Where do you find your joy in sports? Watching? Playing? Being a part of a team in any small way?
Though not my preferred venue, 100,000-plus people watch football on Saturday afternoons in Neyland Stadium. I happen to prefer those thousands of high school football fields across the country, big and small, on Friday nights. Friday nights have special meaning for me.
For 39 years, I was on the sidelines on Friday night somewhere. In the early years, it was all of the local schools. Alcoa, Heritage, Maryville, William Blount. I was on the sidelines when Greenback won their first state championship.
Later, after we grew our staff of athletic trainers so that each school could have their own athletic trainer, I focused on Maryville High, the school where my kids were attending.
I found great joy in all that. The practices. The preparation. The coaches and players. The bus trips. The pre-game meal. All the rituals surrounding the game.
I had my own rituals. Some with coaches. Some with players. One of my favorites was when I headed toward the field for pre-game warmups. I would always go toward the Cedar Street entrance where I knew I would find Don Sentell and Lynn Brown. There was joy in pausing to shake hands with two men who I respect greatly.
And then I would walk by Super-Fan Adam Koontz, who has probably attended more consecutive MHS football games than any other fan out there. Adam would always ask for an injury report, my prediction for the game and then he would give me his take on the game, often with some advice for one of the coaches.
I miss that. I found joy in the victories. I found joy in the fact that I knew my job and did it well. I found joy in the fact that the players depended on me for their health and safety and the coaches depended on me to take the best care of their players, always giving them updates on any injury.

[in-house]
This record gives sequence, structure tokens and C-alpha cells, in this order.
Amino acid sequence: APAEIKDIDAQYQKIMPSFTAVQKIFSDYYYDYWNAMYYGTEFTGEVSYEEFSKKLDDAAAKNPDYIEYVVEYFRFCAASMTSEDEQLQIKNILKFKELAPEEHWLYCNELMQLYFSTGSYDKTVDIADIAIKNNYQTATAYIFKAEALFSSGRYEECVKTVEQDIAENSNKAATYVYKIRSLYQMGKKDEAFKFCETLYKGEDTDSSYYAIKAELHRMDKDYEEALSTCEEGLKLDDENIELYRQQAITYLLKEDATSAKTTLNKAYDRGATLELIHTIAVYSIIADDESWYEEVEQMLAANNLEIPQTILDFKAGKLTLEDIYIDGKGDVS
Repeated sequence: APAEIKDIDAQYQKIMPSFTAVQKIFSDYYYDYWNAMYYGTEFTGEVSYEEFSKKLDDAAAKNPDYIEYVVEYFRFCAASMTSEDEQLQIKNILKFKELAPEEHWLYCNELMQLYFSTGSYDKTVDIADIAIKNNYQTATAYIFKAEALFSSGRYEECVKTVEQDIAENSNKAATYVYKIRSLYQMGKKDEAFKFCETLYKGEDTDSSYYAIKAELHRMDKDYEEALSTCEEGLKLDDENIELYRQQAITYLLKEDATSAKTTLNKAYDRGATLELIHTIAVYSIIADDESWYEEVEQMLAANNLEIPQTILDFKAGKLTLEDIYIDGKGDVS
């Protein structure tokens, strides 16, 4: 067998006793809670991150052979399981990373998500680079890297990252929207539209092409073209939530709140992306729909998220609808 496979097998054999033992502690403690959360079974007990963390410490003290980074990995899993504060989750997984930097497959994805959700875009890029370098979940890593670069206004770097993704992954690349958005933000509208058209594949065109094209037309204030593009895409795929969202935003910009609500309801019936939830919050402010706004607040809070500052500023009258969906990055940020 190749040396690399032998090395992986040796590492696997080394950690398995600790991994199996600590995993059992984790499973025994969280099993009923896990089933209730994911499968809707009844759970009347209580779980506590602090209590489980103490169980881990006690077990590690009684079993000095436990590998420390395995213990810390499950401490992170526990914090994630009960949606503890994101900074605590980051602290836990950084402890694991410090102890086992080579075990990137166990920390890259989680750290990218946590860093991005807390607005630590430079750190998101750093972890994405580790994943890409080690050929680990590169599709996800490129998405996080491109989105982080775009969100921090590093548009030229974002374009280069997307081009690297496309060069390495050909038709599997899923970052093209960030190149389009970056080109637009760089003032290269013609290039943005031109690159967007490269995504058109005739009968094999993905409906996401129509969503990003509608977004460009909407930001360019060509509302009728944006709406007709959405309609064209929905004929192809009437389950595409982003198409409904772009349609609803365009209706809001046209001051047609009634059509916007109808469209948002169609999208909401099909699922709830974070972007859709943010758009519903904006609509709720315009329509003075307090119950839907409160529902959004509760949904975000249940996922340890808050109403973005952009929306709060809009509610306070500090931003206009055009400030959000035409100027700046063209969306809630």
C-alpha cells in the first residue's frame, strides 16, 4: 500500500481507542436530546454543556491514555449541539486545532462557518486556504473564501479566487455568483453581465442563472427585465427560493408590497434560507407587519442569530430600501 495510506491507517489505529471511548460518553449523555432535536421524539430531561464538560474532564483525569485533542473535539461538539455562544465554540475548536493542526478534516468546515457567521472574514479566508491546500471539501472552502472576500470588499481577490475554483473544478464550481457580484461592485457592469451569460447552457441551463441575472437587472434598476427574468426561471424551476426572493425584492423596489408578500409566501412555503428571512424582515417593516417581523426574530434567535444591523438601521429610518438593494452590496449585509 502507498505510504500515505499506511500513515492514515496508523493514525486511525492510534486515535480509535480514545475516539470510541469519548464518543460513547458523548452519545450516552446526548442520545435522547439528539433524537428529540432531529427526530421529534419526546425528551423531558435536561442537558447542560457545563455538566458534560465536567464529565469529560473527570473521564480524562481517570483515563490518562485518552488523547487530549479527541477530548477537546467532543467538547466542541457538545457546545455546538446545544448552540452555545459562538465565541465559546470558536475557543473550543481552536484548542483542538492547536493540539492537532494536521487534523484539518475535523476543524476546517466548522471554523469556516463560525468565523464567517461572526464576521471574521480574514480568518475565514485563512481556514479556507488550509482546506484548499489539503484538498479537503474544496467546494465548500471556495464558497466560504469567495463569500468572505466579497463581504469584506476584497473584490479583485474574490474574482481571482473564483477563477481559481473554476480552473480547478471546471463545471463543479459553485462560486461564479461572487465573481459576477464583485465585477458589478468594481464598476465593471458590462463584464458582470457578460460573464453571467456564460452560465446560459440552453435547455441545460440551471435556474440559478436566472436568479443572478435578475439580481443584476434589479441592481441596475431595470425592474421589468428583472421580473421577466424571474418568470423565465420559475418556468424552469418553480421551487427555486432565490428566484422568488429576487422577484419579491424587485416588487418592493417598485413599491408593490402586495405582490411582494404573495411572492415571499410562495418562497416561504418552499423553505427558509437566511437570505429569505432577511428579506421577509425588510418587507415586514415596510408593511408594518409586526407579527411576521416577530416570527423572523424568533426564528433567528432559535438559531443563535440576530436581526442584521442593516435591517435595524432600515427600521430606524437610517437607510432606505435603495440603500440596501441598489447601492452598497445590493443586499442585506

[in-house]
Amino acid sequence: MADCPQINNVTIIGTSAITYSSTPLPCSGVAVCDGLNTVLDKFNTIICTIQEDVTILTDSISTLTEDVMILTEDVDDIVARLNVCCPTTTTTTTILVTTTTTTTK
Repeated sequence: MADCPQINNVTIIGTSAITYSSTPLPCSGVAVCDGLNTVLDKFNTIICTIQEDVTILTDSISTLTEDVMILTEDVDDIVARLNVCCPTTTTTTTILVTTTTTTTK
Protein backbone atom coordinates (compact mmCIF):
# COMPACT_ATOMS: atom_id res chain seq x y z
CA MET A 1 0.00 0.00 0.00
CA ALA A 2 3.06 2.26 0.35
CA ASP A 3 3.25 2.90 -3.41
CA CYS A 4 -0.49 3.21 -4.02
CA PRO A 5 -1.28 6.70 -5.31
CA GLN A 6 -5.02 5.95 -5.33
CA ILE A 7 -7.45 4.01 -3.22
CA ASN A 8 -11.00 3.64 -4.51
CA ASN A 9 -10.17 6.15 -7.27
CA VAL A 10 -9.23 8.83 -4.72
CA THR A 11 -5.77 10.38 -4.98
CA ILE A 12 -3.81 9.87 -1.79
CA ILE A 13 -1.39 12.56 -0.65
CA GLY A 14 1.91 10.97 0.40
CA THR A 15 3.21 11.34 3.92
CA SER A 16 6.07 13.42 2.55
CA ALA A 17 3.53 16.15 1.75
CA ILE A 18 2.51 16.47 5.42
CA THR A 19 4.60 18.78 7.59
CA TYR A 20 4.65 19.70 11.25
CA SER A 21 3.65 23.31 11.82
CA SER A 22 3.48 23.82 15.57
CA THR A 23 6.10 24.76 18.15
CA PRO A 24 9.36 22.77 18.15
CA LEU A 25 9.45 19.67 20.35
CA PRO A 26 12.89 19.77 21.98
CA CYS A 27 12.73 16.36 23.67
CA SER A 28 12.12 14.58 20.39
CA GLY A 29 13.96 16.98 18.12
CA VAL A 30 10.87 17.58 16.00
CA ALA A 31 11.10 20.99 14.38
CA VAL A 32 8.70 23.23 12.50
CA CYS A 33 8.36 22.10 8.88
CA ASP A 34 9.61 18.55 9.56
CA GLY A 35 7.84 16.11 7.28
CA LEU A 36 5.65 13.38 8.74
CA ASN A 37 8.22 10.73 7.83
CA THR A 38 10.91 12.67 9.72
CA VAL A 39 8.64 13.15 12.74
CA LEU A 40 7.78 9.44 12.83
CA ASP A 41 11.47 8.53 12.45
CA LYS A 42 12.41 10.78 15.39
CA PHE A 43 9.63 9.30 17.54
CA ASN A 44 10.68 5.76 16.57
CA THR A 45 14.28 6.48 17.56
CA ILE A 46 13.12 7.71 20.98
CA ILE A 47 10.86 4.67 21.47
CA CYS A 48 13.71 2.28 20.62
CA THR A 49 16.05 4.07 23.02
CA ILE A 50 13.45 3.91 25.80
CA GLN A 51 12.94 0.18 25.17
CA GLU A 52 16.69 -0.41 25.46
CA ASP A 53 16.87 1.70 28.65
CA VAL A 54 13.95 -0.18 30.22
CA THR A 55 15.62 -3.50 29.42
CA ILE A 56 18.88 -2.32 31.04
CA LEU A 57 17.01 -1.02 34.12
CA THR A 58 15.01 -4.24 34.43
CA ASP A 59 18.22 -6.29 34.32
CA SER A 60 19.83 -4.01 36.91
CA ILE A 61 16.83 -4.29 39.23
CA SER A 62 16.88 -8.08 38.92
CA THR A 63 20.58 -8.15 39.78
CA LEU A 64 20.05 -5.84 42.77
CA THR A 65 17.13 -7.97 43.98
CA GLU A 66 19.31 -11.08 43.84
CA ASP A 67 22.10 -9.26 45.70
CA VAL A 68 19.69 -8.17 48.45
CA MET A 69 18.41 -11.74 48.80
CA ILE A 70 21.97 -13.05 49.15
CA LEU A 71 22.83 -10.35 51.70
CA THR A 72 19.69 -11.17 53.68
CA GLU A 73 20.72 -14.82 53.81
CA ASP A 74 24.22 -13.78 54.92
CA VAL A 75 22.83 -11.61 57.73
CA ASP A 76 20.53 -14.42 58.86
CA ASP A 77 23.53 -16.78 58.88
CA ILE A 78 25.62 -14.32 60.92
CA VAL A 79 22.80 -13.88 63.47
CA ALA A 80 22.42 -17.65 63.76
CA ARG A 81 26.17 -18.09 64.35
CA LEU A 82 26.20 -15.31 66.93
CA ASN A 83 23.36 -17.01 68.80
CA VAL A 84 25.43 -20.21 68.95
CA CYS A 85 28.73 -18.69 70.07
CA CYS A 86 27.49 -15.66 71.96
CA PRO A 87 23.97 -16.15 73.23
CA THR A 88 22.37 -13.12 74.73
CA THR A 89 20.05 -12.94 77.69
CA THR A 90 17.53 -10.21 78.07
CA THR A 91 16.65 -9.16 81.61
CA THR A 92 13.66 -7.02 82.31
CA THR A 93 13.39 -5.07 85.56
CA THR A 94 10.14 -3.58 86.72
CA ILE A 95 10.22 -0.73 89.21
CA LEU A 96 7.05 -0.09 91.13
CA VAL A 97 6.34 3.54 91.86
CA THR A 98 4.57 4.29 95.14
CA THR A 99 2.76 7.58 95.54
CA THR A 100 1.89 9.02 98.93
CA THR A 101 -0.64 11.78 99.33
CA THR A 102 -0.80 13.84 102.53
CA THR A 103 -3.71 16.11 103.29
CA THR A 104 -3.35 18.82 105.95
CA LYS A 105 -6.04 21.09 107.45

I have a confession to make. I haven’t been to a single game this year. Not one. I will. I’ve promised my student trainers that I would be there for their Senior Night. But I’ve never sat in the stands for games other than when my son played at Clemson, and I just can’t do that now.
I do get it — those fans that never miss a game, sitting in the stands cheering for their team. I understand the joy that they get from that, regardless of the team or the venue. But I can’t get it out of my system — I would much rather be down there with them.
And then there’s the joy from playing a sport.
For some, it’s just the chance to be a part of the team, to be part of something bigger than themselves. That’s OK. But I’ll tell you those are not the ones that will be on the field. If that’s enough, it won’t be enough.
Joy from playing comes from working hard and then realizing the fruits of your efforts. Joy comes from winning and yes, joy can come from losing, if you know that you’ve done your best and were beat by a worthy opponent.
Joy comes from knowing that you prepared well and are ready to test yourself on the field or on the court. Or on the course or on the pitch or in the pool. Joy comes from the effort, the energy. Joy comes from those exquisite moments when you are in the arena, exhausted, knowing you gave it your all.